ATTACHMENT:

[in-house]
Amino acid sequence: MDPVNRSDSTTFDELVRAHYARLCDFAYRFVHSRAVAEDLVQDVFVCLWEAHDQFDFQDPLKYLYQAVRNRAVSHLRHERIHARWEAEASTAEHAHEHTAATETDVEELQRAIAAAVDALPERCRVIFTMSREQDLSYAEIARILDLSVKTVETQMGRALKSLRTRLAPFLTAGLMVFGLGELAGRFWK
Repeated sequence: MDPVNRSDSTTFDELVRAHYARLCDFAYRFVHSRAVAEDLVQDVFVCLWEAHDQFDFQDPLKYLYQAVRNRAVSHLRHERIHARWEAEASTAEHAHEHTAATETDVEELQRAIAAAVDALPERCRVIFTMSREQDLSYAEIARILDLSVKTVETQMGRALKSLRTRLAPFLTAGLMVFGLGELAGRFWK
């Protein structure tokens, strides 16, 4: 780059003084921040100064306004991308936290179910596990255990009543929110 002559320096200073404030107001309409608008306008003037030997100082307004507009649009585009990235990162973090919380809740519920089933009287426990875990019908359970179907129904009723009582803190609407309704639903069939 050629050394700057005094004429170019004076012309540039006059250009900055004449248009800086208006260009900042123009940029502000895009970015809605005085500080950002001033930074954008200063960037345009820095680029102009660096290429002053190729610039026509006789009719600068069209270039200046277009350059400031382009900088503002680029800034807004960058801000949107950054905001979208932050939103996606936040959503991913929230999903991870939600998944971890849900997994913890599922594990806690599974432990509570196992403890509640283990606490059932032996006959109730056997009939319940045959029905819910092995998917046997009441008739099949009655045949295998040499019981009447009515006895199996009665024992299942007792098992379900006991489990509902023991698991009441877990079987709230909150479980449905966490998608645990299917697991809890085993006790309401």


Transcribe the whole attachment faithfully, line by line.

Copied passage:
[in-house]
Amino acid sequence: MDPVNRSDSTTFDELVRAHYARLCDFAYRFVHSRAVAEDLVQDVFVCLWEAHDQFDFQDPLKYLYQAVRNRAVSHLRHERIHARWEAEASTAEHAHEHTAATETDVEELQRAIAAAVDALPERCRVIFTMSREQDLSYAEIARILDLSVKTVETQMGRALKSLRTRLAPFLTAGLMVFGLGELAGRFWK
Repeated sequence: MDPVNRSDSTTFDELVRAHYARLCDFAYRFVHSRAVAEDLVQDVFVCLWEAHDQFDFQDPLKYLYQAVRNRAVSHLRHERIHARWEAEASTAEHAHEHTAATETDVEELQRAIAAAVDALPERCRVIFTMSREQDLSYAEIARILDLSVKTVETQMGRALKSLRTRLAPFLTAGLMVFGLGELAGRFWK
């Protein structure tokens, strides 16, 4: 780059003084921040100064306004991308936290179910596990255990009543929110 002559320096200073404030107001309409608008306008003037030997100082307004507009649009585009990235990162973090919380809740519920089933009287426990875990019908359970179907129904009723009582803190609407309704639903069939 050629050394700057005094004429170019004076012309540039006059250009900055004449248009800086208006260009900042123009940029502000895009970015809605005085500080950002001033930074954008200063960037345009820095680029102009660096290429002053190729610039026509006789009719600068069209270039200046277009350059400031382009900088503002680029800034807004960058801000949107950054905001979208932050939103996606936040959503991913929230999903991870939600998944971890849900997994913890599922594990806690599974432990509570196992403890509640283990606490059932032996006959109730056997009939319940045959029905819910092995998917046997009441008739099949009655045949295998040499019981009447009515006895199996009665024992299942007792098992379900006991489990509902023991698991009441877990079987709230909150479980449905966490998608645990299917697991809890085993006790309401």